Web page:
The Rise of the SUV

Free Car Valuation

In the past 20 years, the global car market has radically changed. As some environmentalists would hope it’s not become cleaner with a large increase in electric vehicles. The main change to the car market has been the rise of the SUV. The popularity of this car type started in America as larger vehicles suit the space American’s have. With Britain’s roads and homes being a lot smaller than in America, it surprised a lot of people when the SUV became a bestselling family car.

The Rise of the SUV

What is an SUV?

‘SUV’ is an acronym that stands for Sports Utility vehicle. The term was first used in the 80s and 90s in America. It describes off-road vehicles used by farmers and the military. They normally had a 4×4 driving system and were created to be high off the ground to navigate rugged terrain. As the SUV has grown in popularity, the features of SUV’s considerably changed. Some SUVs now don’t have 4×4 driving so are described as ‘crossover’. They have the height and space of an SUV but none of the off-road driving tools. In the UK SUVs are also described as ‘dual-purpose’ because they are classified to carry both passengers and goods.

Why did SUVs become popular?

The growth in popularity of the SUV is attributed to several manufacturers. In the 90s there became a trend for larger vehicles as a masculine status symbol. The focal point of this trend can be traced back to the Hummer. In 1992 as requested by Arnold Schwarzenegger, the American Motors Corporation (AMC) produced the first civilian version. The Hummer gained its own celebrity status in the 90s and early 00s and was the vehicle of choice for film stars and footballers.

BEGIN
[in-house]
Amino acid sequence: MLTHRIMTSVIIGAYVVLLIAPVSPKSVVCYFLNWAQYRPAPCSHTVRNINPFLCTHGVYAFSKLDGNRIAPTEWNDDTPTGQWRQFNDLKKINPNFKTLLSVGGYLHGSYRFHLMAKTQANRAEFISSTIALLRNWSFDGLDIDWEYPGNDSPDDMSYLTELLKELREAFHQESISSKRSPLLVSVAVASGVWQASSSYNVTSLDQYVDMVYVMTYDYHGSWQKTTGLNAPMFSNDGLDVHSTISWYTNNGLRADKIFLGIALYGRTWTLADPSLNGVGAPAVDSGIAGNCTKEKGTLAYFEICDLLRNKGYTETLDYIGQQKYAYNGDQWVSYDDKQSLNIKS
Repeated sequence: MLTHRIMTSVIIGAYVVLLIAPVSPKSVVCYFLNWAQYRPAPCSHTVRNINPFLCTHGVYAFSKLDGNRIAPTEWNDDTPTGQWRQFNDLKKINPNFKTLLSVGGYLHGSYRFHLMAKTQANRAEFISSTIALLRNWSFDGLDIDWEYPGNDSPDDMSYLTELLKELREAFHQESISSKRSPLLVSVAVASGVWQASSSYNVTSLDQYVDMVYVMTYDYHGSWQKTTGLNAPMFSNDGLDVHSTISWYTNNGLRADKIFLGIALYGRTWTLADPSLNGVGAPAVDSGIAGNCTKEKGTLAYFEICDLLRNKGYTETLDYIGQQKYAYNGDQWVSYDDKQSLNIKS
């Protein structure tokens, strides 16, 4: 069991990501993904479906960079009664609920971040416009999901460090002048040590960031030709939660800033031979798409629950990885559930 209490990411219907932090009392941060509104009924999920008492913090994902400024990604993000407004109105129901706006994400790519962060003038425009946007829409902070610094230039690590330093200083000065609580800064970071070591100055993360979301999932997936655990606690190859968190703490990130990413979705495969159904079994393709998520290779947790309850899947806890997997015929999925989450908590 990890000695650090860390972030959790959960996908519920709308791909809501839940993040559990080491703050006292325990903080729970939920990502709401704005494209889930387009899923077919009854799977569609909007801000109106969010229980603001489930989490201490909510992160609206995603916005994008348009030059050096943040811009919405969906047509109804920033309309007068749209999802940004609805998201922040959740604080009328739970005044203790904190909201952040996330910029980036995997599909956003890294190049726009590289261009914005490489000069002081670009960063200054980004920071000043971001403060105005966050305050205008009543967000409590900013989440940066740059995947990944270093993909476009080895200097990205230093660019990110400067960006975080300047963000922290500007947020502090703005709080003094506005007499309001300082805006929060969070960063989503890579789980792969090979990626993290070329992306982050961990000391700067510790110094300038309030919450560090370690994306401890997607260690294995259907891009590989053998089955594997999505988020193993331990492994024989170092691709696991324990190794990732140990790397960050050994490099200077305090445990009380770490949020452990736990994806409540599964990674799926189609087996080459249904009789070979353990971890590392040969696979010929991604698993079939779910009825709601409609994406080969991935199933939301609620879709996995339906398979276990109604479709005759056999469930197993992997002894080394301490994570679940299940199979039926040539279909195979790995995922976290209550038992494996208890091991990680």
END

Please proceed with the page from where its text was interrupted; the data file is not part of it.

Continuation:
As the trend for SUVs grew in the 90s, BMW and Mercedes introduced new models, and the executive SUV market was launched. Then in the 00s when Porsche entered the category, the SUV became an aspirational luxury vehicle. The masculine status symbol was left behind, and the glamorous, luxury identity was created. Here stepped in Range Rover who has led the luxury SUV market and with the Evoque created one of the most influential cars of the past decade.

Are SUVs Bad for the Environment?

As larger vehicles SUVs use a lot more fuel than the average car. The UK Energy Research Centre reports that “SUVs are larger and heavier than a standard car, emitting about a quarter more CO2 than a medium-size car and nearly four times more than a medium-sized battery electric vehicle.” As developments in engine efficiency continues to improve SUVs will reduce their fuel consumption.

The Future of SUV's

Are SUVs Safer Than Other Cars?

The driving height of an SUV makes drivers and passengers feel safer but is this a false sensation? Most SUVs are manufactured to the same safety standards as other cars, so they are no safer. It all depends on personal preference as some drivers can feel more confident and alert when they have higher visibility in an SUV.

What is the Future for the SUV?

Due to environmental concerns, large vehicles ran on fossil fuels have a limited future. In the UK legislation is in place to ban the sale of petrol and diesel cars in 2035. As modern families now enjoy and expect the space and luxury of an SUV, the size of the vehicle may remain, but the future is electric.

The Rise of the SUV Conclusion

The peak of SUV sales in the UK may have already been witnessed, and the rise of the SUV may halt. The future of SUV’s will depend on whether people switch to new electric models as they are introduced or choose to downsize.